The first thing you notice about wildlife artist Frank Burt Smoot is his gentle, courteous manner and his reticence in speaking of his own achievements.
Only when the subject of destroying natural forestland to construct a highway is introduced do you catch a glimpse of the passion that has for more than six decades fired this prominent conservationist's concern for the environment.
Thousands of Carroll countians are familiar with Smoot's realistic paintings of fish and wildlife through exhibitions at the Westminster Outdoor Art Show, Piney Run Nature Center and Hashawha Nature Center.
Chris Daneker of Union Mills recalled her family's encounter with Smoot at Hashawha: "Smoot asked the children what was their favorite animal," she said.
"One of my children asked for a squirrel on a branch and the other wanted a billy goat."
"In about 30 seconds he sketched them out with black crayon and gave them to the kids. He really did a wonderful job."
The trout that linger in the shady recesses of Morgan Run have inspired some of Smoot's most successful paintings. Using a technique known as "aqua-tint" and working in both opaque and transparent watercolors, he manages to capture the very essence of the underwater world.
"Aqua-tints were very popular in the early 1900s," Smoot said. "Color printing was unknown, and they were sold as a cheaper means of producing hand-colored prints."
The rainbow trout in particular captures the fancy of this 84-year-old wildlife artist who is also an avid fisherman.
"He's brave . . . sits out in the open. When he's hooked he gives everything he has to a leaping fight."
Smoot's paintings provide one medium by which he expresses his interest in the natural world, but the Baltimorean's involvement in the outdoors and in conservation ranges far beyond his skills with pen and brush.
Smoot's career as a conservationist began in 1928 when he worked for passage of the Migratory Game Bird Act. To list even a sampling of his achievements since that time would require much more space than is allotted to this column.
His far-ranging conservation efforts have been extended not only through local game and fish associations but also at the state level, where he lobbied and served on legislative committees, including a stint as a member of Gov. J. Millard Tawes' State Firearms Commission.
If there is one group that is closest to Smoot's heart, one suspects it is the Brotherhood of the Jungle Cock, an outdoors group that takes its name from the exotic jungle bird.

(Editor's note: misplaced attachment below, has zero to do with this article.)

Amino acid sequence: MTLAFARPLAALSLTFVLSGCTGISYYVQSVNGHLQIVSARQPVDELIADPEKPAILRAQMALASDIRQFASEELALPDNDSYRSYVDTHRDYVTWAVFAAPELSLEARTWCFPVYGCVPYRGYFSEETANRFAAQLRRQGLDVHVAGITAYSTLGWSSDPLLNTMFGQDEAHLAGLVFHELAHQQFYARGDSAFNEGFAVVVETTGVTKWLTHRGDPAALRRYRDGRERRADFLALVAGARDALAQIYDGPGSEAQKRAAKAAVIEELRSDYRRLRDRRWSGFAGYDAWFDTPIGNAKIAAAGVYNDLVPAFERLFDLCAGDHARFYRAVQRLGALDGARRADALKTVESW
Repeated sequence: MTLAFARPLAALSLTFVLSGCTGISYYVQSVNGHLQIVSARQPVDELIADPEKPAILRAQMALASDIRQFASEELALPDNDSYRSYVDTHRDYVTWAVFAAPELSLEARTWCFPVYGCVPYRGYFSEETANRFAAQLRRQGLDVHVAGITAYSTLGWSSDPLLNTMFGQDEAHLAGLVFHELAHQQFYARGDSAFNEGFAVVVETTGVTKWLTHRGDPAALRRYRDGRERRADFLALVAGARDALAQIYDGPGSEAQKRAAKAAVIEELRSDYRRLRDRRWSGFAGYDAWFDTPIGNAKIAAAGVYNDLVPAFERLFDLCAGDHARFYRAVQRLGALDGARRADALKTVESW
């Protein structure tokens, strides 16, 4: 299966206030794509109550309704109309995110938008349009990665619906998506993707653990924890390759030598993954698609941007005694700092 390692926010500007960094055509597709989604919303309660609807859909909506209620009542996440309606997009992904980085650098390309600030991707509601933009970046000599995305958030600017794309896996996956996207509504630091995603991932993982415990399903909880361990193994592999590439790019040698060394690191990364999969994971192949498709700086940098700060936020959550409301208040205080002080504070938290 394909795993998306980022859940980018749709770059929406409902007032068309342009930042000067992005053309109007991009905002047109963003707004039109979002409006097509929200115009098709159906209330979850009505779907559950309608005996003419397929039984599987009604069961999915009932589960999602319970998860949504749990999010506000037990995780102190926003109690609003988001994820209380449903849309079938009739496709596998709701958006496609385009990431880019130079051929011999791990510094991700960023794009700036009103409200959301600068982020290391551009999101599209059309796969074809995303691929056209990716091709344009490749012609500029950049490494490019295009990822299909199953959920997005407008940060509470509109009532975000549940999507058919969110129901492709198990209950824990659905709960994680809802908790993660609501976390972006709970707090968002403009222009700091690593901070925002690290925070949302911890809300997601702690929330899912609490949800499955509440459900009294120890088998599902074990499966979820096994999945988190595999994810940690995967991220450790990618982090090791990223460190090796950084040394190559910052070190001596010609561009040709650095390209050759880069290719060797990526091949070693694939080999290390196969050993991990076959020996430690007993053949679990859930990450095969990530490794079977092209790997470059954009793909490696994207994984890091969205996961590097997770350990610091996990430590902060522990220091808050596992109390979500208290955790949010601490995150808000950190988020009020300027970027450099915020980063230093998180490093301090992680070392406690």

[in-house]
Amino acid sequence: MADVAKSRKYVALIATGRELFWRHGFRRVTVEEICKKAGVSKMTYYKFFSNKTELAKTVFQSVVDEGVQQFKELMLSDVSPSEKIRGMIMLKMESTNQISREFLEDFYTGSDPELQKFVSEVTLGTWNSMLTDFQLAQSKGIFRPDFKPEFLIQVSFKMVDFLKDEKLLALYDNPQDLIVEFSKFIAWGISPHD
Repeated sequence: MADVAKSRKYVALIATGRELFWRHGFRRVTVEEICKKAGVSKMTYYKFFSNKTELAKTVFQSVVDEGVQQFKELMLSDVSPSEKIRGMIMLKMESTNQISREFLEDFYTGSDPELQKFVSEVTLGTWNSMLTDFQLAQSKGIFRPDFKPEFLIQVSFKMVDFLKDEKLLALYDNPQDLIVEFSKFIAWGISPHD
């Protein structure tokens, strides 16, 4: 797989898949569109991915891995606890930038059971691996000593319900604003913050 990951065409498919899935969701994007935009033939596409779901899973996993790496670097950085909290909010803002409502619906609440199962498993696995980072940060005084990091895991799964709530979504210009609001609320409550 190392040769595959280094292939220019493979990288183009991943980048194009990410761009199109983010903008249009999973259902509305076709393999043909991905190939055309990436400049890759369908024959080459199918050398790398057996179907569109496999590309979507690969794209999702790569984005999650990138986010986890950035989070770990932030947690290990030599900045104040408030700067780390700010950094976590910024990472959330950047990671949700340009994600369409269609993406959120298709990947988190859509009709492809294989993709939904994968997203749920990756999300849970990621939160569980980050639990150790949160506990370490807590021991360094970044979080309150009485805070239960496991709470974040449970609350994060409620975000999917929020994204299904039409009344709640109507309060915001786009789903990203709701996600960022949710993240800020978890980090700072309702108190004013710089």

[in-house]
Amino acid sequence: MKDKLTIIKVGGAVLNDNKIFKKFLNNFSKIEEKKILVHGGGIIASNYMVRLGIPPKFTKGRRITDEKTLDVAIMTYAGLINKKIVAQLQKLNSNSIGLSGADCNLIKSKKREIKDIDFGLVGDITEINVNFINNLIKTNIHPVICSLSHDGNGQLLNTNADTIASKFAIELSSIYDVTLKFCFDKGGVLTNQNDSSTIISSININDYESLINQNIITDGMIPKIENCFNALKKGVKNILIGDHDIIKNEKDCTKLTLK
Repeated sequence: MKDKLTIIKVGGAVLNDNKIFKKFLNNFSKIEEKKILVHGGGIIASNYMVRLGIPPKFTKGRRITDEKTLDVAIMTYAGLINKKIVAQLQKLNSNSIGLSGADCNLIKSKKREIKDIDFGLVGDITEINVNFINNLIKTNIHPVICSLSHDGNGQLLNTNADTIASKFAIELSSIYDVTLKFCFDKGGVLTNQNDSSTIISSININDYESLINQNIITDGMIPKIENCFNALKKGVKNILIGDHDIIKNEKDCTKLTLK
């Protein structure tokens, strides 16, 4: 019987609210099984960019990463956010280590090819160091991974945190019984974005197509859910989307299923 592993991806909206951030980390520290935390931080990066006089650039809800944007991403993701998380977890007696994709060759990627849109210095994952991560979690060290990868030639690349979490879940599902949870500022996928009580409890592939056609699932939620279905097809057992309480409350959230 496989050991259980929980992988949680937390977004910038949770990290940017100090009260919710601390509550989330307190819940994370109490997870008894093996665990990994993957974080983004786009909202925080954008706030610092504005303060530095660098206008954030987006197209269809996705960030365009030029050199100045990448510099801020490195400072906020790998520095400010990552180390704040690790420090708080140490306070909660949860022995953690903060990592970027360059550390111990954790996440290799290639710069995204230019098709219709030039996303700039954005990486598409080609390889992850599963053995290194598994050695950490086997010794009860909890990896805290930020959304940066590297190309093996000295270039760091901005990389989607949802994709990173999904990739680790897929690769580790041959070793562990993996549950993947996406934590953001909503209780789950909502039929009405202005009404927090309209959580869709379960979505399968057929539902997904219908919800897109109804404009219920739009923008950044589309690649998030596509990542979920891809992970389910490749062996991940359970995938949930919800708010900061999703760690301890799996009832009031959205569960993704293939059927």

Founded in 1938, the group has as its purpose "teaching boys the art of fishing, the love of the outdoors and the importance of conservation of our natural resources."
Smoot has, over the years, contributed his time and his talents to helping the group achieve those goals. He likes to equate the group's philosophy with the development of skills practiced by early humans, when the ability to hunt and fish were critical for survival.
"As mental abilities increased, so did an awareness of and appreciation of Nature's beauties and bounty, over and beyond the need for food and clothing," Smoot wrote in the Jungle Cock's 50th anniversary publication.
In 1988, a perpetual endowment was opened in Smoot's name -- to be used to sponsor deserving youths to the annual Brotherhood of the Jungle Cock campfires.
"We would like to think that the thousands of youngsters and adults attending these campfires are not only better anglers but better citizens as well," Smoot said.
In the 1940s, when the Department of Natural Resources had no money in its budget for hunter safety programs, Smoot was instrumental in initiating the program in Maryland. To date, he has taught more than 7,000 adults and children not only how to handle firearms but other skills such as ethics, survival and first aid.
"My father was on the cutting edge of environmental issues," said Smoot's daughter, Marilyn Vanderpool of Owings Mills. "He has been instrumental in the establishment of state parks and protected wilderness areas throughout Maryland.
"He has served on legislative boards and lobbied extensively for conservation issues, especially during the '50s and '60s when the developmental explosion threatened to destroy many natural areas."
Vanderpool's own choice of a career was strongly influenced by her father's work: She and her husband are producers of environmental films.
Another sister, Janice Cline, is a nationally known batik artist, and a brother, Frank II, is active with Greenpeace.
Today, some six decades after he first joined the push for safer, saner environmental practices, Frank Smoot is still using his skills as an artist and his many years of experience as an outdoorsman to educate youngsters and adults on the need to conserve and protect our natural resources.